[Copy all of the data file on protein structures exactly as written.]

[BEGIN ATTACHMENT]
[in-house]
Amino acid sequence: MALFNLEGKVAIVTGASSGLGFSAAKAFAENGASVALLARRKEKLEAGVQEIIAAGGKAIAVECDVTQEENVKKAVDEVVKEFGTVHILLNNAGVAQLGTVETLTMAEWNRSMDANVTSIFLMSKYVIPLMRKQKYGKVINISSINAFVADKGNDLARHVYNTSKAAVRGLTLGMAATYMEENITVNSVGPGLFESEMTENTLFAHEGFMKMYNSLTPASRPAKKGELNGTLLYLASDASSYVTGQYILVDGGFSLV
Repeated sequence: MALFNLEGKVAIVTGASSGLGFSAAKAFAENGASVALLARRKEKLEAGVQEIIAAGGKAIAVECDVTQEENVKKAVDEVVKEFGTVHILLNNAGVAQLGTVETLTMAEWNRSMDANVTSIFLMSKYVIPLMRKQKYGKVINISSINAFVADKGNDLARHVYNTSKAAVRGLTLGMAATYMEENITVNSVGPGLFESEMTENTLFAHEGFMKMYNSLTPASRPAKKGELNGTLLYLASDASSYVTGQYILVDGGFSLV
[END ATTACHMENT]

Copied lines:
[in-house]
Amino acid sequence: MALFNLEGKVAIVTGASSGLGFSAAKAFAENGASVALLARRKEKLEAGVQEIIAAGGKAIAVECDVTQEENVKKAVDEVVKEFGTVHILLNNAGVAQLGTVETLTMAEWNRSMDANVTSIFLMSKYVIPLMRKQKYGKVINISSINAFVADKGNDLARHVYNTSKAAVRGLTLGMAATYMEENITVNSVGPGLFESEMTENTLFAHEGFMKMYNSLTPASRPAKKGELNGTLLYLASDASSYVTGQYILVDGGFSLV
Repeated sequence: MALFNLEGKVAIVTGASSGLGFSAAKAFAENGASVALLARRKEKLEAGVQEIIAAGGKAIAVECDVTQEENVKKAVDEVVKEFGTVHILLNNAGVAQLGTVETLTMAEWNRSMDANVTSIFLMSKYVIPLMRKQKYGKVINISSINAFVADKGNDLARHVYNTSKAAVRGLTLGMAATYMEENITVNSVGPGLFESEMTENTLFAHEGFMKMYNSLTPASRPAKKGELNGTLLYLASDASSYVTGQYILVDGGFSLV